- Posted April 3, 2014 by
This iReport is part of an assignment:
Your 'Aha' weight-loss moments
Losing My Other Half
After ten years of struggle, I lost my other half, the other half of me. In 2003 I embarked on a mission to finally get rid of my excess fat. I was accustomed to wearing a size 50 in pants and four extra-large in shirts. It was difficult to find clothing in my size; my only options were Big & Tall and K-Mart. I was so enormous that if I wanted to travel on an airplane, I would have to purchase two seats. I always had excuses ranging from fruit/vegetable allergies [lies], to bogus medical conditions that would relieve me from any physical activities, or simply justifying that there is no time for physical activities, when in fact I was able to manage. Even though time management and/or physical conditions may prevent some physical activities; losing weight should not be difficult to accomplish because with conviction, I was able to finally shed 200 pounds without any surgical procedures and the need to hire professional help.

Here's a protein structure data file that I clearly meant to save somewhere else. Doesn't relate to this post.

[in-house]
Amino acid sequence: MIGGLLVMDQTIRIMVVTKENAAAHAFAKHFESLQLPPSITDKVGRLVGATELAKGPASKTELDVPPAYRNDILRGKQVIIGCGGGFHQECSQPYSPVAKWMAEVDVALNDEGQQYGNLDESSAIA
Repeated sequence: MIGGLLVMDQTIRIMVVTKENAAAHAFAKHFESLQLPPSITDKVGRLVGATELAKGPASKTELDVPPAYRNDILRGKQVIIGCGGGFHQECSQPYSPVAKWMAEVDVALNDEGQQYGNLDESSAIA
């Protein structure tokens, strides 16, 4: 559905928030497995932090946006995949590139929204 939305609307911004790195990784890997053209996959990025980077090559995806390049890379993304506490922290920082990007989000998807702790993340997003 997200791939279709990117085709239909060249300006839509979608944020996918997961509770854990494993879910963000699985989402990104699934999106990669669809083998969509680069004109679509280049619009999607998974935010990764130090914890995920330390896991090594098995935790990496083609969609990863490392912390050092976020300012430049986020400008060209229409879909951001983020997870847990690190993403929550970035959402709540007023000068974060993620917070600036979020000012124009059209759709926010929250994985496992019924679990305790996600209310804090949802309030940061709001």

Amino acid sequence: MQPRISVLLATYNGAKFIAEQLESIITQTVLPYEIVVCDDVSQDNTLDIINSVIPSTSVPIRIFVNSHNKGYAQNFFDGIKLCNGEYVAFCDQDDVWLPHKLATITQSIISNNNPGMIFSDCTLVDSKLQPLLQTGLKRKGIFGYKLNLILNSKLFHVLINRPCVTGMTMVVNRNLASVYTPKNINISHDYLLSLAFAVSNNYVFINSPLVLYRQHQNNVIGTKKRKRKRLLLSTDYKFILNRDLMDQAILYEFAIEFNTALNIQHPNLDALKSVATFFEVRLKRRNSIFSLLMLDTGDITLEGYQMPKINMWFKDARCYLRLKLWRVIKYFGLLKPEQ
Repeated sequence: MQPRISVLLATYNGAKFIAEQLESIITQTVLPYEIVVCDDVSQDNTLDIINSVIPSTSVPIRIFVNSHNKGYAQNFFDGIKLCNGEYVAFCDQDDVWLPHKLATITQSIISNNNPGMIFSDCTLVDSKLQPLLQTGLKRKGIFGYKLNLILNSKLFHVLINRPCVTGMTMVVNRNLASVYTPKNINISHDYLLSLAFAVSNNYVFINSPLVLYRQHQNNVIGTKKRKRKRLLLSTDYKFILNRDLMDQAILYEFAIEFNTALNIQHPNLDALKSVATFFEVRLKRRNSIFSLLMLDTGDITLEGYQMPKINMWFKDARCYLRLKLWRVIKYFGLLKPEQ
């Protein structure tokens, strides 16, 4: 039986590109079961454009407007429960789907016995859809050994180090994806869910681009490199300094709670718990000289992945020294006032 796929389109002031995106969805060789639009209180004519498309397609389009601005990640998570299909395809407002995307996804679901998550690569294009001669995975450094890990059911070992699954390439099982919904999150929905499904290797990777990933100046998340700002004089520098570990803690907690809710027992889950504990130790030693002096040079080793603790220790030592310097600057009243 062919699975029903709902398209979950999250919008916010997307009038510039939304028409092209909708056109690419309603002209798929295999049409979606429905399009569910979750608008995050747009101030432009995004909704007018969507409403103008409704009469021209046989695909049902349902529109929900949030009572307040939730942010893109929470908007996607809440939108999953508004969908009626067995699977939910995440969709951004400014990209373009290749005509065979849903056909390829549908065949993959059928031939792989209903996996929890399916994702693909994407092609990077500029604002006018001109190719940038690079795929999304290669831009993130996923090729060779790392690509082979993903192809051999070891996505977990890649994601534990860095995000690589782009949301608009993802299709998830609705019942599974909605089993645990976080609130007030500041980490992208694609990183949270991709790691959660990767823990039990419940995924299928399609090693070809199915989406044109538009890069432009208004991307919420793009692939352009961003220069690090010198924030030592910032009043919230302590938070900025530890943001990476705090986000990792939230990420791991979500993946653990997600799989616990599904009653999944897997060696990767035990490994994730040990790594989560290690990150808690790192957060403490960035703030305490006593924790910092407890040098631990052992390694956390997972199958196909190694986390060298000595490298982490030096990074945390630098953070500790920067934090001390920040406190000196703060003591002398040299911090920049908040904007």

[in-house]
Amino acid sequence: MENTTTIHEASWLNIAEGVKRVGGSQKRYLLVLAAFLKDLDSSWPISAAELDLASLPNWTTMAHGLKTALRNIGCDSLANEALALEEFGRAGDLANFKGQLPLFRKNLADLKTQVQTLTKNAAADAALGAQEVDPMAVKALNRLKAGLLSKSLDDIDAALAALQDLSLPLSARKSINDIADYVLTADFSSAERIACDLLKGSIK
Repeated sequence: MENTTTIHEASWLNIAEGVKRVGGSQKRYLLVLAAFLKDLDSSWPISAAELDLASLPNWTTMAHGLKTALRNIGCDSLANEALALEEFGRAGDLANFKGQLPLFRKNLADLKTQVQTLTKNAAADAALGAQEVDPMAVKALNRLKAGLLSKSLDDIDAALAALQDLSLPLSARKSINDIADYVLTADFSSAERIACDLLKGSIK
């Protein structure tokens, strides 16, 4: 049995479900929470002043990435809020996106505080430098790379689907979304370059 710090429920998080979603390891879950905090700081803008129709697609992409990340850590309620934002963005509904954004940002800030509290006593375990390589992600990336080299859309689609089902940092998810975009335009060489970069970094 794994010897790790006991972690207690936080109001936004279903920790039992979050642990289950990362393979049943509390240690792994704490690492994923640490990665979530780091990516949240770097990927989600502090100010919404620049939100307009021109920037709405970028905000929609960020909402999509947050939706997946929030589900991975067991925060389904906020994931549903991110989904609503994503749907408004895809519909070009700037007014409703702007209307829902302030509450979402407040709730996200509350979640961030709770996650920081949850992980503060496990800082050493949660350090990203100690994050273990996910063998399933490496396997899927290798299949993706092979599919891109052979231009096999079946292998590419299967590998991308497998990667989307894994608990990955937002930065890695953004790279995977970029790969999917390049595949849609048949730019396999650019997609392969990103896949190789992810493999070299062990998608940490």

Losing weight is not a difficult task to accomplish once the person has educated themselves to read the pros and cons that are linked to obesity, which includes diabetes, heart attack, high blood pressure, and/or high cholesterol. I had begun to brainstorm ideas on how I could incorporate a weight loss program that would be easier for me— without falling off the wagon. In order to be successful in losing weight, one must be able to have the willingness to do it, explores all available resources, and then applies new strategies, while eliminating unsuccessful ones. For example, I research ‘How To Lose Weight’ and located a BMR (Basal Metabolic Rate) calculator, which refers to what is minimally required [daily] to sustain normal vital functions [e.g. breathing]; my results at the time were 3332 minimum calories required per day. Furthermore, I would use videos found on YouTube for suggestive exercise routines or workouts. In addition, I had found on the Internet that maintaining a carb intake less than 65 grams per day, with activities [e.g. Cardio] can result in successful weight loss. Unfortunately, it was difficult for me to do this because not all products have such nutritional facts, so you’re left second guessing. In grasping the severity of the issue, one comes to terms that losing weight is not that much more difficult, as those that are raising children. No instructional manual were provided upon the birth of a child, but somehow, parents manage to accomplish these responsibilities; the same applies to living a healthy lifestyle. If an individual wants longevity and a healthier lifestyle, they must employ their resource skills to locate what is most suitable for them. I am a living model, after weighing in at little over 400lbs; I was able to split ways with my other half [200lbs] with time, will power and motivation.